Never forget that God’s ways are not your ways.  They’re bigger and better!  And how do we know that?  First, because He’s God, not us.  And secondly, because we are the daily recipients of His kindness, His love, His grace given to us in Christ.  In Christ we know that God loves us.  In Christ we know that He’ll always provide for our needs.  In Christ we know that all things work for our eternal good.  In Christ we know He cannot and will not give us anything bad.  In Christ, we know that blessings, even unseen ones, will always come our way.  We know all that because Christ took eternal “badness” away from our lives when He died for our sins on the cross.  And that is why Paul is so upbeat in our lesson.  That is why for him and for us Thanksgiving Comes Early!—Today, tomorrow, and forever!  Yes, possessing such an attitudinal shift in our psyche comes from knowing and trusting in Christ.  And it brings real peace of mind.  As Paul says: “And the peace of God, which transcends all understanding will guard your hearts and minds in Christ Jesus our Lord.”

II

Now St. Paul knew his flesh was frail.  He knew sin-caused anxieties always creep up on us and wreak havoc in our lives.  Terrorism on the subways, gyrations of the stock market, job insecurities, or just plain old hard-hearted people will chip away at our joy over life.  So, to lift you up above his morass of mental anguish, to fill you with thanksgiving, he adds some wonderful advice.  “Finally, brothers, whatever is true, whatever is noble, whatever is right, whatever is pure, whatever is lovely, whatever is admirable—if anything is excellent or praiseworthy—think about such things.  Whatever you have learned or received or heard from me, or seen in me—put it into practice.  And the God of peace will be with you.”

Parents tell their children not to hang out with bad kids because they can corrupt them.  As the Bible says: “Bad company corrupts good character.”  The same is true of bad thoughts.  Did you ever notice that the explanation to every commandment deals with our negative thoughts associated with them?  Lust, envy, greed and jealousy are attitudinal.  They corrupt us internally, in the heart, which Christ paid for with His own life.  In the heart, which is the temple of the Holy Ghost.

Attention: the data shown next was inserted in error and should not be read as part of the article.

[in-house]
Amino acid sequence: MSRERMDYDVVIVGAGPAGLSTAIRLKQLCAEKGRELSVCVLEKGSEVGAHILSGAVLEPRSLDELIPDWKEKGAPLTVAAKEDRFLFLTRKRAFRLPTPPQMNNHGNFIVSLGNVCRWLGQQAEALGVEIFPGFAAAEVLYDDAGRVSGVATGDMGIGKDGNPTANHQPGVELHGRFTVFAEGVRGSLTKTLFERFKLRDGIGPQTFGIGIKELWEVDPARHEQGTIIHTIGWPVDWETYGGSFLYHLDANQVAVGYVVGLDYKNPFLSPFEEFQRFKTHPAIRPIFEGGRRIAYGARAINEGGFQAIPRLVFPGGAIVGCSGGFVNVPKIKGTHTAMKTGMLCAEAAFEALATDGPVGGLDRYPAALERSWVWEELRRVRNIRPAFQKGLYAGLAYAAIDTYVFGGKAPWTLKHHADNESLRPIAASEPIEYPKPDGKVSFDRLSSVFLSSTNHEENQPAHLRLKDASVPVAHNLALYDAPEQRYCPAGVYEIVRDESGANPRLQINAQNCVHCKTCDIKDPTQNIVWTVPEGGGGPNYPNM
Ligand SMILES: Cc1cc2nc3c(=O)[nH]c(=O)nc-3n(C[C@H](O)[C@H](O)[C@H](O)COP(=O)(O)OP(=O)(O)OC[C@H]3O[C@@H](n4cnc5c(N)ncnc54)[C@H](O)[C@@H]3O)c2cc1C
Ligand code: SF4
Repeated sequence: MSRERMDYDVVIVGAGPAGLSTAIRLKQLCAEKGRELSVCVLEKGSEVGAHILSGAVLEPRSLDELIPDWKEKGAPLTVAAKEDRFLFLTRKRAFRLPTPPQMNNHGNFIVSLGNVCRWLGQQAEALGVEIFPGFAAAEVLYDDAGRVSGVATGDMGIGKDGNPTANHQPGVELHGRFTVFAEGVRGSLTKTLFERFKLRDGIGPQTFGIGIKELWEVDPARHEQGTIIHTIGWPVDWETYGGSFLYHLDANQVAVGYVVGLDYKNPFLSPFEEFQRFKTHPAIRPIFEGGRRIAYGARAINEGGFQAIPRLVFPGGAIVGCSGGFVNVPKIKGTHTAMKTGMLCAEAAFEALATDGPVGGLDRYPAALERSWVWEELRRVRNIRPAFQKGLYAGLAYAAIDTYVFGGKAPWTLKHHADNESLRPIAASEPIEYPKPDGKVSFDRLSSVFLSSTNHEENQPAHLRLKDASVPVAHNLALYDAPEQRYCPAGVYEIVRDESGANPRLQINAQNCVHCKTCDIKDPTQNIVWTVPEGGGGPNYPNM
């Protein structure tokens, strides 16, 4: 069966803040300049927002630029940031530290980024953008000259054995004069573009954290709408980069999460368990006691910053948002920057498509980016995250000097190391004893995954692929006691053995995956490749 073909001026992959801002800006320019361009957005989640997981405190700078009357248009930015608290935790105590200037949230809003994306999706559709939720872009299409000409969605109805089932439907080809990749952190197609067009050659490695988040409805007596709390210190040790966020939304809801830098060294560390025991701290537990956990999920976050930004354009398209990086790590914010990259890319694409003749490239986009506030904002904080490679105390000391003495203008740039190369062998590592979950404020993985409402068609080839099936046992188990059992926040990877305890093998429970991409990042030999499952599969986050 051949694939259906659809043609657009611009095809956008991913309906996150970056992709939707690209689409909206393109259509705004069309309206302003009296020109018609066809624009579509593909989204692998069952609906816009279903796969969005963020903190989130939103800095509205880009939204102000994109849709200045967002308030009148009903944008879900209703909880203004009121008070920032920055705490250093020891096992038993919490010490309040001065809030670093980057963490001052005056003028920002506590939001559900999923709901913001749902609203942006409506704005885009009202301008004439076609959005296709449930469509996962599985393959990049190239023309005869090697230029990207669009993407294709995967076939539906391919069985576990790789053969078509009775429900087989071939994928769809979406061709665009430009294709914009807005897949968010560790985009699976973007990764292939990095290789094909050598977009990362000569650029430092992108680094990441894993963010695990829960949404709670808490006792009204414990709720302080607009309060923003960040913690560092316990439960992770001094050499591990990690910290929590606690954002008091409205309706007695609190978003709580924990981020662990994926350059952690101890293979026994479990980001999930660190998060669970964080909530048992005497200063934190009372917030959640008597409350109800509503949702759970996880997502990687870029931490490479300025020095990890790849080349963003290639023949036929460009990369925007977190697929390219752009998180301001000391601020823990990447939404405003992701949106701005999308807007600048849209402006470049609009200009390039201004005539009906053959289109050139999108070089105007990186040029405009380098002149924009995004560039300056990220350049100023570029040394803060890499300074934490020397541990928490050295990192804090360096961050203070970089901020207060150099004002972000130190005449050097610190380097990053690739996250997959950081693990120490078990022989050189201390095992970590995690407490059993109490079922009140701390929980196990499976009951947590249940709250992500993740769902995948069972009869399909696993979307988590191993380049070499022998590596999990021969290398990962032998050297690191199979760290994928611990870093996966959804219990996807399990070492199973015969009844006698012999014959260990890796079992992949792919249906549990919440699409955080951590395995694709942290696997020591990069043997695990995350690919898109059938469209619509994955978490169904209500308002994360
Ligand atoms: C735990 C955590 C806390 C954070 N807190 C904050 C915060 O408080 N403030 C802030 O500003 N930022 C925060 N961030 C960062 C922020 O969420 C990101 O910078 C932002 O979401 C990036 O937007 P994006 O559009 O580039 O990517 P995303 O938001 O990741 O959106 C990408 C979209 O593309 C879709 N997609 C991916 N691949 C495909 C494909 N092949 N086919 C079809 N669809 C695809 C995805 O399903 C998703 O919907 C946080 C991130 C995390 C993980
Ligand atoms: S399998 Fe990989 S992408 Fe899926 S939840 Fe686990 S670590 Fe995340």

Just like people, churches have hearts, too.  Some are mean.  Some are filled with jealousy.  Some never trust because the individuals involved imagine unseen motives in others because their own hearts are filled with hidden agendas.  But, other churches have learned to put aside such negativity by God’s grace.  They are unashamed to wear their hearts on their sleeve.  They take seriously Paul’s advice about putting the best construction on what others say and do and make lemonade when life gives lemons.  I saw that just the other night when the Action Group had their Fall meeting.  Everyone was supportive of each other.  Everyone tried to build up the whole body of Christ.  The Ladies that night exhibited true thanksgiving.  For them it came early.  In fact, it comes early every week at Pinewood as is evidenced by God’s love handed out in the church service and by you handing that love to each other in the fellowship hall afterwards.  Yes, when we’re humble before God as individuals that humility will show itself in compassion and caring for each other.  And then thanksgiving will break forth in jubilant song every Sunday, yes, every day!

Paul concludes by recounting his own struggles in life and how God was with him every step of the way.  And then he adds this little sentence: “I can do everything through him who gives me strength.”

Inscribe that line on your forehead.  Engrave it in your heart.  For nothing, nothing can negate His love for you and your ability to rejoice in Him.  His strength is made perfect in our weakness.  And because we’re all weak by nature, through His gift of faith, now we’re all strong!  For the Christian thanksgiving isn’t a once-a-year event to be hoped for, no, for us thanksgiving comes early!  And so does the inner glow that it brings.  Amen